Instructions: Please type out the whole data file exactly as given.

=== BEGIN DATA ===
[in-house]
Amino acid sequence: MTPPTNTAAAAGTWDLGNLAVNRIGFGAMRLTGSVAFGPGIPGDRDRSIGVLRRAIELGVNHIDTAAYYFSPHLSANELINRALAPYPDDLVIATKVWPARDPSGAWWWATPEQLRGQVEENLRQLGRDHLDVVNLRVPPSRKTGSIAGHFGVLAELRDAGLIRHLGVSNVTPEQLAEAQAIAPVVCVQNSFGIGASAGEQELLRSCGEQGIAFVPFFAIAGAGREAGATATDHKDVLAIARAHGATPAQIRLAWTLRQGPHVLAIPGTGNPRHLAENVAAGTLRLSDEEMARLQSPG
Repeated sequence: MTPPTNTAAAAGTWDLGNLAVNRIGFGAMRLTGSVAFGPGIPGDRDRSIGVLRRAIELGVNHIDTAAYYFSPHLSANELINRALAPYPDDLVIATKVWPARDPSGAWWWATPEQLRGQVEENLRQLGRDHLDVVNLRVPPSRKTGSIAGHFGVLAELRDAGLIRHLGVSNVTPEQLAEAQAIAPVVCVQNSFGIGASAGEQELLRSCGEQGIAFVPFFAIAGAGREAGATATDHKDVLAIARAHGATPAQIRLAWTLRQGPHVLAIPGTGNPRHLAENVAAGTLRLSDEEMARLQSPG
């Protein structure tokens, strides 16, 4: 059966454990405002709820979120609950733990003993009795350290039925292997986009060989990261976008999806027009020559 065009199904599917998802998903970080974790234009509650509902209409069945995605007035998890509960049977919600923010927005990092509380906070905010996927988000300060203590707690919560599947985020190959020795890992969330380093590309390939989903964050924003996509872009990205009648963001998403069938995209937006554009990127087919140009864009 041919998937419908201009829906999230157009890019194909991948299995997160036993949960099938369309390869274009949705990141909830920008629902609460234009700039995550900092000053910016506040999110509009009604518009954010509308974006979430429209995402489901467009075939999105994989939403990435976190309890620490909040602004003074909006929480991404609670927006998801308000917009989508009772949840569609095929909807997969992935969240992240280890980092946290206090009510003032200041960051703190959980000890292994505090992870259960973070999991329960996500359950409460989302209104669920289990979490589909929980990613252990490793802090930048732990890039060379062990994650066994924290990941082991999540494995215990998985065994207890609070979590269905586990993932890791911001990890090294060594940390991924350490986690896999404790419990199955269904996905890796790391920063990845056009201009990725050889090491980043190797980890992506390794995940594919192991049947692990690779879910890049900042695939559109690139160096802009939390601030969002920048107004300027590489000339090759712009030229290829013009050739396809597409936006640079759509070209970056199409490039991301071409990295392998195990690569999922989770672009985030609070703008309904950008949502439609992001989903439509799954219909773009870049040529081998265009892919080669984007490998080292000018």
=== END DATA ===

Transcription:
[in-house]
Amino acid sequence: MTPPTNTAAAAGTWDLGNLAVNRIGFGAMRLTGSVAFGPGIPGDRDRSIGVLRRAIELGVNHIDTAAYYFSPHLSANELINRALAPYPDDLVIATKVWPARDPSGAWWWATPEQLRGQVEENLRQLGRDHLDVVNLRVPPSRKTGSIAGHFGVLAELRDAGLIRHLGVSNVTPEQLAEAQAIAPVVCVQNSFGIGASAGEQELLRSCGEQGIAFVPFFAIAGAGREAGATATDHKDVLAIARAHGATPAQIRLAWTLRQGPHVLAIPGTGNPRHLAENVAAGTLRLSDEEMARLQSPG
Repeated sequence: MTPPTNTAAAAGTWDLGNLAVNRIGFGAMRLTGSVAFGPGIPGDRDRSIGVLRRAIELGVNHIDTAAYYFSPHLSANELINRALAPYPDDLVIATKVWPARDPSGAWWWATPEQLRGQVEENLRQLGRDHLDVVNLRVPPSRKTGSIAGHFGVLAELRDAGLIRHLGVSNVTPEQLAEAQAIAPVVCVQNSFGIGASAGEQELLRSCGEQGIAFVPFFAIAGAGREAGATATDHKDVLAIARAHGATPAQIRLAWTLRQGPHVLAIPGTGNPRHLAENVAAGTLRLSDEEMARLQSPG
């Protein structure tokens, strides 16, 4: 059966454990405002709820979120609950733990003993009795350290039925292997986009060989990261976008999806027009020559 065009199904599917998802998903970080974790234009509650509902209409069945995605007035998890509960049977919600923010927005990092509380906070905010996927988000300060203590707690919560599947985020190959020795890992969330380093590309390939989903964050924003996509872009990205009648963001998403069938995209937006554009990127087919140009864009 041919998937419908201009829906999230157009890019194909991948299995997160036993949960099938369309390869274009949705990141909830920008629902609460234009700039995550900092000053910016506040999110509009009604518009954010509308974006979430429209995402489901467009075939999105994989939403990435976190309890620490909040602004003074909006929480991404609670927006998801308000917009989508009772949840569609095929909807997969992935969240992240280890980092946290206090009510003032200041960051703190959980000890292994505090992870259960973070999991329960996500359950409460989302209104669920289990979490589909929980990613252990490793802090930048732990890039060379062990994650066994924290990941082991999540494995215990998985065994207890609070979590269905586990993932890791911001990890090294060594940390991924350490986690896999404790419990199955269904996905890796790391920063990845056009201009990725050889090491980043190797980890992506390794995940594919192991049947692990690779879910890049900042695939559109690139160096802009939390601030969002920048107004300027590489000339090759712009030229290829013009050739396809597409936006640079759509070209970056199409490039991301071409990295392998195990690569999922989770672009985030609070703008309904950008949502439609992001989903439509799954219909773009870049040529081998265009892919080669984007490998080292000018």